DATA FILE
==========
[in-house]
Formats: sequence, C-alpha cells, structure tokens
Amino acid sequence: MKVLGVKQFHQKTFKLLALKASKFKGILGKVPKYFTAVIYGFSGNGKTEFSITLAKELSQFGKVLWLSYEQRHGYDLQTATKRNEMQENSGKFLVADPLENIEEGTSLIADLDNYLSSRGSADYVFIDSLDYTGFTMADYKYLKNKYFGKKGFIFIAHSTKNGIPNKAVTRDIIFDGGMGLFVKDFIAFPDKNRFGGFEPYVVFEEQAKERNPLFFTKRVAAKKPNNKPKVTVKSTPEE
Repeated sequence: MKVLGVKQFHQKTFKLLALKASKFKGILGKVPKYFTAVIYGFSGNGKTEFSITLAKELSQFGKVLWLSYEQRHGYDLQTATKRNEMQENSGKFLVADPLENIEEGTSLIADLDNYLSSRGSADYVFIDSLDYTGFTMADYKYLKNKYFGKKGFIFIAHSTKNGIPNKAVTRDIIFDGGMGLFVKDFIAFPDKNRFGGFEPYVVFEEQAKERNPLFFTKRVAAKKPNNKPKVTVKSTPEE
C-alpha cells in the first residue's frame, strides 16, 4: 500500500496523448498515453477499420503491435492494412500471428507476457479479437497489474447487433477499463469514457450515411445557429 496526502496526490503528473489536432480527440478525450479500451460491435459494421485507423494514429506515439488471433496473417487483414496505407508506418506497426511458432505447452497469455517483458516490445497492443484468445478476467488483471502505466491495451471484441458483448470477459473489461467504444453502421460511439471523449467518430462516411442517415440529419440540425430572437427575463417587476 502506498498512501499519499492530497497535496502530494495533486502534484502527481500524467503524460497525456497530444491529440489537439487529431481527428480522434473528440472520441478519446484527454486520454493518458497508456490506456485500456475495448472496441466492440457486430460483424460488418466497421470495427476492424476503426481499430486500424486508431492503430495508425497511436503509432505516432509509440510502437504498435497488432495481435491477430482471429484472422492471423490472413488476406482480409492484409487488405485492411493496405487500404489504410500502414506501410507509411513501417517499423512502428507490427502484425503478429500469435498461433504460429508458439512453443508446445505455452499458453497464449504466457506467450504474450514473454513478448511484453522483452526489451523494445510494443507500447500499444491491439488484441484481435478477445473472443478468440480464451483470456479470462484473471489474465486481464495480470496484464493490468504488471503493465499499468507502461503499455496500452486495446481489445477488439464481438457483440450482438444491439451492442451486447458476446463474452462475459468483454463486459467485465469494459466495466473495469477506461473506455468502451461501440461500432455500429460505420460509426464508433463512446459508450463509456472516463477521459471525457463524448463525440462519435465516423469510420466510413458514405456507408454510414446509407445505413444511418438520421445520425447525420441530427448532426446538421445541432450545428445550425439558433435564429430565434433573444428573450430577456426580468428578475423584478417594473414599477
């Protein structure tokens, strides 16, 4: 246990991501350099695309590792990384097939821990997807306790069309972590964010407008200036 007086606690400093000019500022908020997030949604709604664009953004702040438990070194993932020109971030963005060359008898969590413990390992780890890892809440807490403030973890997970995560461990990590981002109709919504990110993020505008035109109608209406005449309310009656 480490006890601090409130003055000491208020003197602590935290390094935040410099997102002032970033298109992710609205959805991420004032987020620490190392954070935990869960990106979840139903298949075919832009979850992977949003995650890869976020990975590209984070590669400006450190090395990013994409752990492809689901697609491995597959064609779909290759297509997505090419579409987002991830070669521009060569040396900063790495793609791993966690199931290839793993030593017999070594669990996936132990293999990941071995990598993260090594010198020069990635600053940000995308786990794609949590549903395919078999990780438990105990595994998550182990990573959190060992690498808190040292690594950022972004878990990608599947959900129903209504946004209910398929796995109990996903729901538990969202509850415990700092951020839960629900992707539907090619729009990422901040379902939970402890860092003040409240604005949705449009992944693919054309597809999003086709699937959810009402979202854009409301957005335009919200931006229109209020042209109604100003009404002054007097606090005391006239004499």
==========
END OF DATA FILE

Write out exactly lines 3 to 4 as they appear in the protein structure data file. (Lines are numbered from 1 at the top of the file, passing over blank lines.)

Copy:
Amino acid sequence: MKVLGVKQFHQKTFKLLALKASKFKGILGKVPKYFTAVIYGFSGNGKTEFSITLAKELSQFGKVLWLSYEQRHGYDLQTATKRNEMQENSGKFLVADPLENIEEGTSLIADLDNYLSSRGSADYVFIDSLDYTGFTMADYKYLKNKYFGKKGFIFIAHSTKNGIPNKAVTRDIIFDGGMGLFVKDFIAFPDKNRFGGFEPYVVFEEQAKERNPLFFTKRVAAKKPNNKPKVTVKSTPEE
Repeated sequence: MKVLGVKQFHQKTFKLLALKASKFKGILGKVPKYFTAVIYGFSGNGKTEFSITLAKELSQFGKVLWLSYEQRHGYDLQTATKRNEMQENSGKFLVADPLENIEEGTSLIADLDNYLSSRGSADYVFIDSLDYTGFTMADYKYLKNKYFGKKGFIFIAHSTKNGIPNKAVTRDIIFDGGMGLFVKDFIAFPDKNRFGGFEPYVVFEEQAKERNPLFFTKRVAAKKPNNKPKVTVKSTPEE